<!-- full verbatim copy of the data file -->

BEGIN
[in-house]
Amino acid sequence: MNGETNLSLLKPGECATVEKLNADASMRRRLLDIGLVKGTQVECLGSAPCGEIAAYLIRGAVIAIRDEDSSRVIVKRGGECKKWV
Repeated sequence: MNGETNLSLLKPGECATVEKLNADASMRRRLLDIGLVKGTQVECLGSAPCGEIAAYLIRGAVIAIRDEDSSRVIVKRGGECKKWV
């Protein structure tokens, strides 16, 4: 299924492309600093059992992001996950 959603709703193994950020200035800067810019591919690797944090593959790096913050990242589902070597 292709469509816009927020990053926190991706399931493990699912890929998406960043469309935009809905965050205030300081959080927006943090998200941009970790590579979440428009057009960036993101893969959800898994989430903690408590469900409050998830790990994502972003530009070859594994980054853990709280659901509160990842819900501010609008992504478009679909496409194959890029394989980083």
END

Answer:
[in-house]
Amino acid sequence: MNGETNLSLLKPGECATVEKLNADASMRRRLLDIGLVKGTQVECLGSAPCGEIAAYLIRGAVIAIRDEDSSRVIVKRGGECKKWV
Repeated sequence: MNGETNLSLLKPGECATVEKLNADASMRRRLLDIGLVKGTQVECLGSAPCGEIAAYLIRGAVIAIRDEDSSRVIVKRGGECKKWV
């Protein structure tokens, strides 16, 4: 299924492309600093059992992001996950 959603709703193994950020200035800067810019591919690797944090593959790096913050990242589902070597 292709469509816009927020990053926190991706399931493990699912890929998406960043469309935009809905965050205030300081959080927006943090998200941009970790590579979440428009057009960036993101893969959800898994989430903690408590469900409050998830790990994502972003530009070859594994980054853990709280659901509160990842819900501010609008992504478009679909496409194959890029394989980083």